For the last year, a succession of inquiries have examined just how the WannaCry ransomware attack affected the NHS and has started to put steps in place to prevent a recurrence. Government has made consistent noises about how much investment it was putting into cyber security, culminating in last week’s well-intentioned Rudd announcements. Concerns about cyber skills remain – witness Rudd’s call for those who have cyber skills to offer their help as volunteers.

She said, “…if you have cyber skills, then my plea is that you’re generous with them. There’s valuable technical cyber expertise in the private sector which can be harnessed by law enforcement in the fight against cybercrime.

“My department has worked with the police to increase the number of skilled volunteers – cyber specials, and cyber volunteers – who lend their time and expertise to the National Crime Agency or their local police force. I want to see more of the home-grown expertise which we are rightly proud of, in use. And I encourage all of you who have the skills, to get involved.”

But now the rubber meets the road. The government and the National Cyber Security Centre have talked a good game over cyber security and emphasised how much has been spent and what skills are needed. Rudd described how, back in 2016, the UK had launched its five-year National Cyber Security Strategy, supported by £1.9 billion of investment.

But talk is cheap and Theresa May’s actions at the weekend, whether justified or not, now risk a response from a Russian cyber bear on the loose.

It may not happen. But even if all seems quiet for the next few weeks, that doesn’t mean no attacks have taken place. The mark of a ‘successful’ attack is often that no-one knows about it and it is malignly foraging away unseen. All quiet may also mean news of an attack has been suppressed. After all, who would want to explain that after the millions being spent, and all the soul searching over the lessons learned from WannaCry, that critical national infrastructure is vulnerable to attack, let alone that attack may have been successful?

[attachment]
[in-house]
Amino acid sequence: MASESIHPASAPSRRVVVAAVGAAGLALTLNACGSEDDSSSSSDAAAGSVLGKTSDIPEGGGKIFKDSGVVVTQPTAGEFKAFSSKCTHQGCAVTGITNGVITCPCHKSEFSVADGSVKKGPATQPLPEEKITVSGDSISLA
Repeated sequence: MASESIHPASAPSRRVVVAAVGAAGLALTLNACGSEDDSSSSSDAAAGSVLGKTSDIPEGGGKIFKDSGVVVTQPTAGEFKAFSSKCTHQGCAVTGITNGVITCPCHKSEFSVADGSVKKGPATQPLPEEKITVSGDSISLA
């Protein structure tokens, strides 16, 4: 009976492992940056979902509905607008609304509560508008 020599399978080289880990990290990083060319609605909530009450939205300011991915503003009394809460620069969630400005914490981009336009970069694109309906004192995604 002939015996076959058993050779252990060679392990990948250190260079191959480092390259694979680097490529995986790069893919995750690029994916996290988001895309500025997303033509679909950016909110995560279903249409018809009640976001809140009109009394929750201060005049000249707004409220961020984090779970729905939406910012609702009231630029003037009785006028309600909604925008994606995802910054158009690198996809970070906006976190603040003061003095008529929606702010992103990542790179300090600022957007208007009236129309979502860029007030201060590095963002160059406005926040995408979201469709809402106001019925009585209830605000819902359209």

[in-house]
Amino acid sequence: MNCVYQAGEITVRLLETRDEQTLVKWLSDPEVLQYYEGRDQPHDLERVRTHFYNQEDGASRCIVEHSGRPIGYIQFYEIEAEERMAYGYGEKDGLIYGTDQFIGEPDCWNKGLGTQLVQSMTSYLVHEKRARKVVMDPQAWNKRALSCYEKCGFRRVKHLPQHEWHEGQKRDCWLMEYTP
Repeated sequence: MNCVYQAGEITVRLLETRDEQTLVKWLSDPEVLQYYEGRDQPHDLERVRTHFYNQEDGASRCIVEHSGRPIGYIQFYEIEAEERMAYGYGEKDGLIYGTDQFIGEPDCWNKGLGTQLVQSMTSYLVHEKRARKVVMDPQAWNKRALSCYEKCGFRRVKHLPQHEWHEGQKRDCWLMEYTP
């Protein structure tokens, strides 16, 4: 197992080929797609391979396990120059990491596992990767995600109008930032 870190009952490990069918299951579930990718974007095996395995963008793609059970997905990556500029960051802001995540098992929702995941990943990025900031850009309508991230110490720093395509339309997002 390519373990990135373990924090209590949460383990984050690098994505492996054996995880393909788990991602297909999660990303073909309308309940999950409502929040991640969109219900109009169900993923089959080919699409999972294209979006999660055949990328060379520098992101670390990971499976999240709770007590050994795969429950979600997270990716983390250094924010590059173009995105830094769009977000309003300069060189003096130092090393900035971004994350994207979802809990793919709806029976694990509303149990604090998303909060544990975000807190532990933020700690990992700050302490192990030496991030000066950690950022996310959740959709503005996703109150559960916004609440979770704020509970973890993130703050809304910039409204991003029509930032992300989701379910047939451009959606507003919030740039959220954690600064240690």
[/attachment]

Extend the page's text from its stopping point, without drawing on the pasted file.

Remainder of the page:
That said, on the margins of the NCSC event last week, the word is not so much if an attack will be launched, but when.

Earlier this year, Ciaran Martin, the head of the UK’s National Cyber Security Centre, also warned as much, raising the prospect of disruption to British elections and critical infrastructure.

In remarks underlining newly released figures showing the number of cyber-attacks on the UK in the last 15 months, Martin said the UK had been fortunate to avoid a so-called Category 1, broadly defined as an attack that might cripple infrastructure such as energy supplies and the financial services sector.

In spite of its impact, WannaCry was classified as only a C2 attack rather than C1, partly because there was no risk to life.

Figures for cyber-attacks recorded since the NCSC opened show there were 34 C2 attacks through to December last year, with WannaCry the most disruptive. There were 762 slightly less serious C3 attacks.

Last week the security company ThreatQuotient launched a tool, ThreatQ Investigations that provides a cyber ‘situation-room’ akin to those pictures seen in World War II films where ships, forces etc are moved on points around a central board in the middle of the room. 

The concept of a cyber situation-room, designed to allow real-time visualisation of an investigation as it unfolds within a shared environment, is one that in the near future may well turn out to be a necessity to counter concerted cyber attacks.

The idea of the cyber ‘situation room’ is likely to be an interesting topic for discussion at this week’s giant RSA Security Conference in San Francisco, which starts today. The hope will be that it won’t be needed in anger in the UK over the coming weeks. The perceived potential cyber threat and current state of readiness may, however, suggest otherwise.